The Senior Program
Public policy majors have three options for the senior project. They may take a one-semester seminar in the Government Department; they may research and write a thesis on a public policy topic, using traditional sources; or they may write a "public contract" thesis, in which they evaluate a policy or issue chosen by a state or local government in the Hamilton area.
In recent years, students' public contract projects have helped shape policy for New York State's Division of Youth, Department of Education, Office for the Aging, Division of Management and Budget, and Department of Transportation. More locally, students have worked with Oneida County's Department of Social Services, Department of Mental Health and EDGE program, as well as the towns of New Hartford and Paris and the village of Clinton's Chamber of Commerce.
Recent projects in public policy include:
- The New Era of the Sporting Mega Events: What is the New Mold for a Mega-Event Host?
- Defining Kinship Navigator Program Quality: How States Can Best Meet the Needs of Informal Caregivers and How Societal Values Affect These Efforts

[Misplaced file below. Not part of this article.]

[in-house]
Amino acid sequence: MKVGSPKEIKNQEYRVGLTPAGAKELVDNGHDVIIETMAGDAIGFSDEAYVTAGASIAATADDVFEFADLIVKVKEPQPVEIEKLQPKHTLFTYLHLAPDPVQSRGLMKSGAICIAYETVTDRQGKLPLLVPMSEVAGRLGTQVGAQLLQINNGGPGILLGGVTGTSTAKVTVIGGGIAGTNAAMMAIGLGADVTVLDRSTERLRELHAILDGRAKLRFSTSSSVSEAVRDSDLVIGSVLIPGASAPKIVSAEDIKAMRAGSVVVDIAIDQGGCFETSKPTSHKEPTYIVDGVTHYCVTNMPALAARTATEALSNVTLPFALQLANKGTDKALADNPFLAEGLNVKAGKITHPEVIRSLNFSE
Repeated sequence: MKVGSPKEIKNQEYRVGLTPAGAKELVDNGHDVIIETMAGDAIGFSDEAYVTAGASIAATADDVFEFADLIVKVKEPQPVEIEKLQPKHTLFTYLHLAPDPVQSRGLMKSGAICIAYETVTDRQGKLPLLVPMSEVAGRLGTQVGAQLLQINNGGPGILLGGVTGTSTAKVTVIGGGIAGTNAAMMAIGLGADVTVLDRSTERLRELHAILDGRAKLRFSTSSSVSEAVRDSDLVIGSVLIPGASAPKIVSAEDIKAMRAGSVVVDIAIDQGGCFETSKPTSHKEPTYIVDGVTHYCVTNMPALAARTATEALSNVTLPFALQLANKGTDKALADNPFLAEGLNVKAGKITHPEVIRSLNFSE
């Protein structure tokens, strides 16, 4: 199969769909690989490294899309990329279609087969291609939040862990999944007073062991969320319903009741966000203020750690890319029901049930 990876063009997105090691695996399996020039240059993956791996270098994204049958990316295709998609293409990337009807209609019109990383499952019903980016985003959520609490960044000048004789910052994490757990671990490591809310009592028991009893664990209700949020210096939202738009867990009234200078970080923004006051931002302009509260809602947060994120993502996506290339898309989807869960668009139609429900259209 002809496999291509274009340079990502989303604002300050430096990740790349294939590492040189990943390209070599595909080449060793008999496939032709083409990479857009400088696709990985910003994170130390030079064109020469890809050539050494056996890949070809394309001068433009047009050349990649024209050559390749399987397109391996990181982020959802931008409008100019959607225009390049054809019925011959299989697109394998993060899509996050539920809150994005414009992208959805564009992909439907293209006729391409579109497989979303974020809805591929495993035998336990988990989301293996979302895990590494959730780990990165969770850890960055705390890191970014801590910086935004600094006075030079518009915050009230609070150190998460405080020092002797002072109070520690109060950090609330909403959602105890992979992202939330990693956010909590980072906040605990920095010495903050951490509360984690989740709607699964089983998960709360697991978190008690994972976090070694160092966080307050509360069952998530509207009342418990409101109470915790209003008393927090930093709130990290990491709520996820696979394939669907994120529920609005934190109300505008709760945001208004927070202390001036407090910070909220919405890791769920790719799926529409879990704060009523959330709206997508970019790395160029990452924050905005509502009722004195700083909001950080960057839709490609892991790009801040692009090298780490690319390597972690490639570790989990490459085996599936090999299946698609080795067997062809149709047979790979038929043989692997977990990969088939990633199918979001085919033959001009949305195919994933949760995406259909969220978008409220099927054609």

- The Chicken Tax: A Natural Experiment in Protectionist Policy in the Automobile Industry
- Diversity and College Admissions: Understanding the Influences on Diversity in American Higher Education
- CommonLanguage: Integrating Machine Language Translation into General Education Courses for Students with Limited English Proficiency
- The City of New Hartford? Exploring the Procedure and Feasibility for the Town of New Hartford to Become a City
- Choice Schools and Survival of the Fittest: Do Charter Schools Get Better Over Time?
- Paying to Play: The Determinants of Government Funding for Sports Stadiums
- Pretzel Logic: The Curious Psychological Principles Behind Extended Warranties
- Building the Glass Ceiling: The Surprising Effect of Education and Work Hours on Pay Equity for Women
- High-Deductible Health Plans and Health Savings Accounts: The Future of Health Care in America
- Segregated Schooling and Adult Criminal Activity: The Case of Minority Americans